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Track Listing:

Act I: Scenes 1, 2 & 3
Act I: Scene 4
Act I: Scene 5
Act I: Scene 6
Act I: Scene 7
Act I: Scene 8
Act II: Scene 1
Act II: Scene 2
Act II: Scene 3
Act III: Scene 1
Act III: Ballet
Act III: Scene 2
Act III: Scene 3
Act III: Scenes 4 & 5
Act III: Scenes 6 & 7
Act IV: Scenes 1 4
Act V: Scene 1

Orchestre Symphonique De Montreal - Kent Nagano :


revive their historic partnership with WORLD PREMIERE COMPLETE RECORDING OF L'aiglon

Kent Nagano and the Orchestre symphonique de Montréal revive their historic Decca partnership with the world's first complete recording of Arthur Honegger and Jacques Ibert's L'Aiglon, to be released on Decca/Universal Music Classics on March 4, 2016.

"Kent Nagano is an ideal conductor to keep sentimentality and bombast down while attending to the singers. His approach was stately and sensitive. […] The orchestra played with loving detail and the long waltz in Act III was just delicious", Opera News, March 2015

Decca and the Orchestre symphonique de Montréal (OSM),one of the finest partnerships in recording history, present a rare delight for opera fans with the world premiere recording of L'Aiglon. The double-disc set's release in March 2016 marks the launch of a new multi-album contract intended to enhance the OSM's award-winning Decca discography. L'Aiglon, by Arthur Honegger and Jacques Ibert, is brought to life by an outstanding cast of French and French-speaking singers under the baton of Kent Nagano, the OSM's critically acclaimed Music Director since 2006. The five-act lyrical drama was recorded in March 2015 at the time of its North American premiere at the orchestra's new home, the Maison symphonique de Montréal.

Kent Nagano welcomes Decca's return to recording in Montreal. "We at the OSM are delighted to inaugurate our renewed partnership with Decca with this landmark recording of an important and rarely heard opera from the French lyric tradition. The project grew out of an idea that the great tradition of the French language and particularly French lyric diction should be somehow revived, preserved and carried on into the future. Honegger and Ibert's L'Aiglon is an uncommon instance of collaboration between two significant French composers, presenting a fascinating episode from history. Of course, we know so much about the famous Napoleon Bonaparte, but not so much about his son. This first complete recording of the work allows us to bring this story and music to light and relevance for a 21st century audience,"he comments. The orchestra's existing Decca catalogue comprises close to 80 albums, includingsuch landmarks of the digital recording age as Ravel's Daphnis et Chloé, a Grammy Award-winning account of Berlioz's Les Troyens, and critically acclaimed interpretations of works by Debussy, Falla, Respighi and Stravinsky.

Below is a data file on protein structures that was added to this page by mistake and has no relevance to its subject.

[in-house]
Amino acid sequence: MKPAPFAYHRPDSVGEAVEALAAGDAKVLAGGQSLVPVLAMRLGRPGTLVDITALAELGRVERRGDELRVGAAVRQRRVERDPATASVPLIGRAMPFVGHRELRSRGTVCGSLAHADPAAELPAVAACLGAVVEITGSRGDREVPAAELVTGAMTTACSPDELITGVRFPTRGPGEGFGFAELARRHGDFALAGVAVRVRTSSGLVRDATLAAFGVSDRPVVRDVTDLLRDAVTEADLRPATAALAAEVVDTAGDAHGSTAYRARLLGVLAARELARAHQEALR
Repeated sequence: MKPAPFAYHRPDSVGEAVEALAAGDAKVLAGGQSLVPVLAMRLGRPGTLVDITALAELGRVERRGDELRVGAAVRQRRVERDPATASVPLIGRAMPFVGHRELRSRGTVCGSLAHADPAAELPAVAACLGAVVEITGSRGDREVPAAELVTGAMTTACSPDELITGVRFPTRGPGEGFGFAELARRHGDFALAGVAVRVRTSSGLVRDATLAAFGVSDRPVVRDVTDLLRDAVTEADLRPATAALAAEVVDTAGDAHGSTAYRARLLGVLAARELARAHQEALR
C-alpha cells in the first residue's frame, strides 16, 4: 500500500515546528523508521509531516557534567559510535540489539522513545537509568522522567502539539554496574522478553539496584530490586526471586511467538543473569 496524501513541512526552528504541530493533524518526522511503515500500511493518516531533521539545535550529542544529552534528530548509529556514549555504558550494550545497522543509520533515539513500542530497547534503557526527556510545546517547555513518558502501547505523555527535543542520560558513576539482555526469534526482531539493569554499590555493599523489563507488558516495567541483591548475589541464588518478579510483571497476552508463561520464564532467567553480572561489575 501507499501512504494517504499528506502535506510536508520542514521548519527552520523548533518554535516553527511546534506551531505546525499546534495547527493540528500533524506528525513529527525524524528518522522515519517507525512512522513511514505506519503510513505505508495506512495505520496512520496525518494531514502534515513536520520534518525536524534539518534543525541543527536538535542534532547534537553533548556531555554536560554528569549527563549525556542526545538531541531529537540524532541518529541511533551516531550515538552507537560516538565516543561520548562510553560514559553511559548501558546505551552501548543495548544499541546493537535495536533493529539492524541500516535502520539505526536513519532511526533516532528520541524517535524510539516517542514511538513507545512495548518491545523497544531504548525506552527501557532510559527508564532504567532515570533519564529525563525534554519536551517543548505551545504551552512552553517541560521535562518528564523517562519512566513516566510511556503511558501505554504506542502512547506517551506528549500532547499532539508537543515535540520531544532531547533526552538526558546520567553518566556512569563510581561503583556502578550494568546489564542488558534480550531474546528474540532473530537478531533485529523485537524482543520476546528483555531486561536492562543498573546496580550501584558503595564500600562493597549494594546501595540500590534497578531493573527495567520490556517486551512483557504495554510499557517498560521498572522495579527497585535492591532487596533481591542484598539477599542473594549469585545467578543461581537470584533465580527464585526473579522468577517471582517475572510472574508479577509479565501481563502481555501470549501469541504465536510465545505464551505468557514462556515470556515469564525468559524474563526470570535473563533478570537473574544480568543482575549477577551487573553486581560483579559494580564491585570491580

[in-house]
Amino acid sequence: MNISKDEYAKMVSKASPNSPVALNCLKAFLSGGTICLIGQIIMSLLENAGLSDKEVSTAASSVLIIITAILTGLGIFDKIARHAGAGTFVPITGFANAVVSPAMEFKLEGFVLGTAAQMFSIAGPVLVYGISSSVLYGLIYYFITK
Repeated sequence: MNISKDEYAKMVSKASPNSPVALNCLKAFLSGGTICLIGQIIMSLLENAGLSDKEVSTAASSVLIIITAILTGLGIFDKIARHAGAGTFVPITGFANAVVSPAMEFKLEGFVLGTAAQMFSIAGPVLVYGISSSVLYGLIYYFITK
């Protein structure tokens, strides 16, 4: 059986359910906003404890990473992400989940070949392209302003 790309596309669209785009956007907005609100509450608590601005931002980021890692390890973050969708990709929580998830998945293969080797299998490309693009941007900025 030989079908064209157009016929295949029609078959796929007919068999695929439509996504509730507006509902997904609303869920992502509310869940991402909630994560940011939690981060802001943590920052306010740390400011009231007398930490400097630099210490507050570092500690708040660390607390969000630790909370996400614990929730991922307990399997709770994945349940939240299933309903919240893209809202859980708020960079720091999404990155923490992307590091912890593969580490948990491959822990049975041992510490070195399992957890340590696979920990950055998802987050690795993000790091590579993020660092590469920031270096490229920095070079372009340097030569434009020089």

L'Aiglonis based on Edmond Rostand's play of 1900, originally written as a vehicle for Sarah Bernhardt. Its plot concerns the formative years in Vienna of Napoleon II, the Duke of Reichstadt, Napoleon's son and successor, and explores his role as a political pawn in the hands of the Austrian Chancellor, Prince Metternich. Honegger and Ibert were initially reluctant to take on the project but apparently agreed to collaborate after the car in which they were both travelling broke down. Their accessible yet technically sophisticated music proved popular at the time of the work's premiere production by Monte Carlo Opéra in March 1937.

Honegger and Ibert's drame musical, a form of operetta, has never before been recorded uncut. The Montreal Symphony Orchestra's album features eleven principal singers, with Belgian soprano Anne-Catherine Gillet cast as L'Aiglon ("the eaglet"), otherwise known as the Duke of Reichstadt, French Canadian baritone Étienne Dupuis as Metternich, and French baritone Marc Barrard as the Duke's devoted footman Séraphin Flambeau.

Maestro Nagano and the Orchestre symphonique de Montréal, in company with soloists Maria João Pires and Daniil Trifonov, will undertake a 10-concert tour of the United States soon after L'Aiglon's release (14-25 March), including dates at New York's Carnegie Hall, Boston's Symphony Hall and the Kennedy Center in Washington D.C.